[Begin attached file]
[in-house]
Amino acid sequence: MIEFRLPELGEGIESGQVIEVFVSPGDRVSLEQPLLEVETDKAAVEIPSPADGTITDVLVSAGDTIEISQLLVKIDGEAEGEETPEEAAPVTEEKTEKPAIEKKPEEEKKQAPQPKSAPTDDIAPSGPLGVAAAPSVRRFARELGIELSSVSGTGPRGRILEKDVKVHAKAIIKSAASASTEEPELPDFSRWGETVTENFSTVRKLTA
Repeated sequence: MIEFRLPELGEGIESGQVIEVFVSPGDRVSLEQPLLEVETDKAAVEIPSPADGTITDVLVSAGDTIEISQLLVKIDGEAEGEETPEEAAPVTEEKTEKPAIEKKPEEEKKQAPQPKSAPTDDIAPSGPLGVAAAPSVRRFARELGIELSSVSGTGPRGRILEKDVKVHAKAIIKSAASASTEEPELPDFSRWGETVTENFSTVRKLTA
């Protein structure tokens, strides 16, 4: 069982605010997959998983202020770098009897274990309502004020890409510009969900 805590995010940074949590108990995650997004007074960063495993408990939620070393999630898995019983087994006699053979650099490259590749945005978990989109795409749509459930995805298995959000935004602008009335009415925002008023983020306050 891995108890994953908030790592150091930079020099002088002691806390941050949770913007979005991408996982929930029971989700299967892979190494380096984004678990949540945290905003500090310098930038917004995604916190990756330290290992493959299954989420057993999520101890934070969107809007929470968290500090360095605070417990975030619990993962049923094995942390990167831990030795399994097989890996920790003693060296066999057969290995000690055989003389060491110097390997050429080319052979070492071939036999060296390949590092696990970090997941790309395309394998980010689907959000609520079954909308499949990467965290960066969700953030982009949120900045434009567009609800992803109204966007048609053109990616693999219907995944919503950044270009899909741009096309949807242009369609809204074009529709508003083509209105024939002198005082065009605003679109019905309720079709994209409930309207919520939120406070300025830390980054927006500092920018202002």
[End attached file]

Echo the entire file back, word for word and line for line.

[in-house]
Amino acid sequence: MIEFRLPELGEGIESGQVIEVFVSPGDRVSLEQPLLEVETDKAAVEIPSPADGTITDVLVSAGDTIEISQLLVKIDGEAEGEETPEEAAPVTEEKTEKPAIEKKPEEEKKQAPQPKSAPTDDIAPSGPLGVAAAPSVRRFARELGIELSSVSGTGPRGRILEKDVKVHAKAIIKSAASASTEEPELPDFSRWGETVTENFSTVRKLTA
Repeated sequence: MIEFRLPELGEGIESGQVIEVFVSPGDRVSLEQPLLEVETDKAAVEIPSPADGTITDVLVSAGDTIEISQLLVKIDGEAEGEETPEEAAPVTEEKTEKPAIEKKPEEEKKQAPQPKSAPTDDIAPSGPLGVAAAPSVRRFARELGIELSSVSGTGPRGRILEKDVKVHAKAIIKSAASASTEEPELPDFSRWGETVTENFSTVRKLTA
């Protein structure tokens, strides 16, 4: 069982605010997959998983202020770098009897274990309502004020890409510009969900 805590995010940074949590108990995650997004007074960063495993408990939620070393999630898995019983087994006699053979650099490259590749945005978990989109795409749509459930995805298995959000935004602008009335009415925002008023983020306050 891995108890994953908030790592150091930079020099002088002691806390941050949770913007979005991408996982929930029971989700299967892979190494380096984004678990949540945290905003500090310098930038917004995604916190990756330290290992493959299954989420057993999520101890934070969107809007929470968290500090360095605070417990975030619990993962049923094995942390990167831990030795399994097989890996920790003693060296066999057969290995000690055989003389060491110097390997050429080319052979070492071939036999060296390949590092696990970090997941790309395309394998980010689907959000609520079954909308499949990467965290960066969700953030982009949120900045434009567009609800992803109204966007048609053109990616693999219907995944919503950044270009899909741009096309949807242009369609809204074009529709508003083509209105024939002198005082065009605003679109019905309720079709994209409930309207919520939120406070300025830390980054927006500092920018202002």